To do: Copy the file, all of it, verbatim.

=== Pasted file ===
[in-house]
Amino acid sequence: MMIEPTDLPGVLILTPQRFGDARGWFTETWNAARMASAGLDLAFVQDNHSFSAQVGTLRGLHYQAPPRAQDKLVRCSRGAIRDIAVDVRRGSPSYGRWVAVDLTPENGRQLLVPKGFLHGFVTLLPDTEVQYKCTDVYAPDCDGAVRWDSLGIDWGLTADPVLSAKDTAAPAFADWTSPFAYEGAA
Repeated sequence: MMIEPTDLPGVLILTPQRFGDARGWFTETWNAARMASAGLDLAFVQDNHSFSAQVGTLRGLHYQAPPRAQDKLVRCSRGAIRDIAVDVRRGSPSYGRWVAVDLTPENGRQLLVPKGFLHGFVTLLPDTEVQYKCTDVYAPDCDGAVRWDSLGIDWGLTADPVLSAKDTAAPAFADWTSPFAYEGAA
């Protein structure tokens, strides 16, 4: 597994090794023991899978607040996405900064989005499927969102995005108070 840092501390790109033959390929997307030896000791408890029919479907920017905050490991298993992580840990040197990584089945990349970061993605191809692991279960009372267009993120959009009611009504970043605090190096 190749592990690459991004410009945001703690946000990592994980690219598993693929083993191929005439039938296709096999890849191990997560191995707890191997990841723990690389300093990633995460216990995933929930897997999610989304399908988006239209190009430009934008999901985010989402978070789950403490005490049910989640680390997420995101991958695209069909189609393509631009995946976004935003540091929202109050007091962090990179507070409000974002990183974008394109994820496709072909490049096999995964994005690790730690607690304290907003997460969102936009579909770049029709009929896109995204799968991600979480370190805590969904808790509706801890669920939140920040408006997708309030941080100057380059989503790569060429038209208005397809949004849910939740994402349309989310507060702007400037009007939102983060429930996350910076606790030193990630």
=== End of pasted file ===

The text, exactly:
[in-house]
Amino acid sequence: MMIEPTDLPGVLILTPQRFGDARGWFTETWNAARMASAGLDLAFVQDNHSFSAQVGTLRGLHYQAPPRAQDKLVRCSRGAIRDIAVDVRRGSPSYGRWVAVDLTPENGRQLLVPKGFLHGFVTLLPDTEVQYKCTDVYAPDCDGAVRWDSLGIDWGLTADPVLSAKDTAAPAFADWTSPFAYEGAA
Repeated sequence: MMIEPTDLPGVLILTPQRFGDARGWFTETWNAARMASAGLDLAFVQDNHSFSAQVGTLRGLHYQAPPRAQDKLVRCSRGAIRDIAVDVRRGSPSYGRWVAVDLTPENGRQLLVPKGFLHGFVTLLPDTEVQYKCTDVYAPDCDGAVRWDSLGIDWGLTADPVLSAKDTAAPAFADWTSPFAYEGAA
């Protein structure tokens, strides 16, 4: 597994090794023991899978607040996405900064989005499927969102995005108070 840092501390790109033959390929997307030896000791408890029919479907920017905050490991298993992580840990040197990584089945990349970061993605191809692991279960009372267009993120959009009611009504970043605090190096 190749592990690459991004410009945001703690946000990592994980690219598993693929083993191929005439039938296709096999890849191990997560191995707890191997990841723990690389300093990633995460216990995933929930897997999610989304399908988006239209190009430009934008999901985010989402978070789950403490005490049910989640680390997420995101991958695209069909189609393509631009995946976004935003540091929202109050007091962090990179507070409000974002990183974008394109994820496709072909490049096999995964994005690790730690607690304290907003997460969102936009579909770049029709009929896109995204799968991600979480370190805590969904808790509706801890669920939140920040408006997708309030941080100057380059989503790569060429038209208005397809949004849910939740994402349309989310507060702007400037009007939102983060429930996350910076606790030193990630």